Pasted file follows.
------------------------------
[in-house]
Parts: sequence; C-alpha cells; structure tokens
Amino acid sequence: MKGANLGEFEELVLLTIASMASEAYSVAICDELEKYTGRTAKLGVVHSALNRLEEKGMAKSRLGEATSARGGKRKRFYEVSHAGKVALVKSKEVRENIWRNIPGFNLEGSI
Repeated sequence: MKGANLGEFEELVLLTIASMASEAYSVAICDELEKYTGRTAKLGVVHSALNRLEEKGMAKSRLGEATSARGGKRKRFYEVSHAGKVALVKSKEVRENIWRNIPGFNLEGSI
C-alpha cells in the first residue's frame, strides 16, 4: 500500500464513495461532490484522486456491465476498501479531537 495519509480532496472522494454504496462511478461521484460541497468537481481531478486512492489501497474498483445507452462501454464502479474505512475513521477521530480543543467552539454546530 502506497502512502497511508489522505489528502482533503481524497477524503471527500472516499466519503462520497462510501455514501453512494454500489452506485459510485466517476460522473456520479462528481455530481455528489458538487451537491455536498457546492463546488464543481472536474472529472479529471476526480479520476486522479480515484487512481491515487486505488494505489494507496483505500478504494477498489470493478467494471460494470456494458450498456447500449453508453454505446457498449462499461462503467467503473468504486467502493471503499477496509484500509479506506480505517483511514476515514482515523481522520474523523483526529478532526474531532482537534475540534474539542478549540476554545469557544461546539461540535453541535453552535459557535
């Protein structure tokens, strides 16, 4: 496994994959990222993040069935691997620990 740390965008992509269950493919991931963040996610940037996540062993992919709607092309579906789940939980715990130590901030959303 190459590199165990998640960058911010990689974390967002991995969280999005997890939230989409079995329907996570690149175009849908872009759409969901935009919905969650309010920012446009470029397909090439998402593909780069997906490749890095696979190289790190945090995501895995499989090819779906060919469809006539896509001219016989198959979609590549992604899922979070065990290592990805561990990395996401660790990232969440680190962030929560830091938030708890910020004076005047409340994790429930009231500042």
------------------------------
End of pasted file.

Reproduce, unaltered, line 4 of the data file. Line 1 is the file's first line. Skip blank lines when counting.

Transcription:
Repeated sequence: MKGANLGEFEELVLLTIASMASEAYSVAICDELEKYTGRTAKLGVVHSALNRLEEKGMAKSRLGEATSARGGKRKRFYEVSHAGKVALVKSKEVRENIWRNIPGFNLEGSI